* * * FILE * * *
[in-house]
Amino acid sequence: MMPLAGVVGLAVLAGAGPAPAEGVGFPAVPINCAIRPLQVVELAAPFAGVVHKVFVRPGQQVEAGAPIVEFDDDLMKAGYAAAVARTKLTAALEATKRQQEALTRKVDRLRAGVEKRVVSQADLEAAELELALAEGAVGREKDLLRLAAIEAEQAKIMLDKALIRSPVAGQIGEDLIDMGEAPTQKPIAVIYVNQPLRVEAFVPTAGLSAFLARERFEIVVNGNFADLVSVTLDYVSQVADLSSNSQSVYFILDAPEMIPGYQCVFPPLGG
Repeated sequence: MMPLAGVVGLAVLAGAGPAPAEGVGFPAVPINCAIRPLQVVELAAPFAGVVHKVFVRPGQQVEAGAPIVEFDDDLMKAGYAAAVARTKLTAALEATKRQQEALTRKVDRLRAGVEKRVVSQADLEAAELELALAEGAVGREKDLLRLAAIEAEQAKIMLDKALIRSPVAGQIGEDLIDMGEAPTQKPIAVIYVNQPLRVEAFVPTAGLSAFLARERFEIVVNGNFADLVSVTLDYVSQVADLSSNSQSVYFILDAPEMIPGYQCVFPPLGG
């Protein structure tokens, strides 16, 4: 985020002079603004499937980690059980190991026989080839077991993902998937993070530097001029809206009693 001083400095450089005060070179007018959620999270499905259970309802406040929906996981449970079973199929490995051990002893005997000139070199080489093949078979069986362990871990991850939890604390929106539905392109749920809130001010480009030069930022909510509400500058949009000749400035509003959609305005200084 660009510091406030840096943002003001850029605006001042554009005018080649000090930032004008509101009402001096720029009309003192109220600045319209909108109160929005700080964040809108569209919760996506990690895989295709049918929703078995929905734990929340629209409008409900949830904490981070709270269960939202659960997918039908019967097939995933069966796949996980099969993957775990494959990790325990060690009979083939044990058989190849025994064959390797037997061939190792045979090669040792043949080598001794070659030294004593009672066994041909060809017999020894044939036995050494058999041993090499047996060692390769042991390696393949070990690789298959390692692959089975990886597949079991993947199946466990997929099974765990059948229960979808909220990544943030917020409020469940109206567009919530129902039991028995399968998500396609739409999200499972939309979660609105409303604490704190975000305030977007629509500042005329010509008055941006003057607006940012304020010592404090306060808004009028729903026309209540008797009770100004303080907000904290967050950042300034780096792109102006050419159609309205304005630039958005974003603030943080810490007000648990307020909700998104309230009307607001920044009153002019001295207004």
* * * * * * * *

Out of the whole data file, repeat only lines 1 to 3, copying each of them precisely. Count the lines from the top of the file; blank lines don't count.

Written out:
[in-house]
Amino acid sequence: MMPLAGVVGLAVLAGAGPAPAEGVGFPAVPINCAIRPLQVVELAAPFAGVVHKVFVRPGQQVEAGAPIVEFDDDLMKAGYAAAVARTKLTAALEATKRQQEALTRKVDRLRAGVEKRVVSQADLEAAELELALAEGAVGREKDLLRLAAIEAEQAKIMLDKALIRSPVAGQIGEDLIDMGEAPTQKPIAVIYVNQPLRVEAFVPTAGLSAFLARERFEIVVNGNFADLVSVTLDYVSQVADLSSNSQSVYFILDAPEMIPGYQCVFPPLGG
Repeated sequence: MMPLAGVVGLAVLAGAGPAPAEGVGFPAVPINCAIRPLQVVELAAPFAGVVHKVFVRPGQQVEAGAPIVEFDDDLMKAGYAAAVARTKLTAALEATKRQQEALTRKVDRLRAGVEKRVVSQADLEAAELELALAEGAVGREKDLLRLAAIEAEQAKIMLDKALIRSPVAGQIGEDLIDMGEAPTQKPIAVIYVNQPLRVEAFVPTAGLSAFLARERFEIVVNGNFADLVSVTLDYVSQVADLSSNSQSVYFILDAPEMIPGYQCVFPPLGG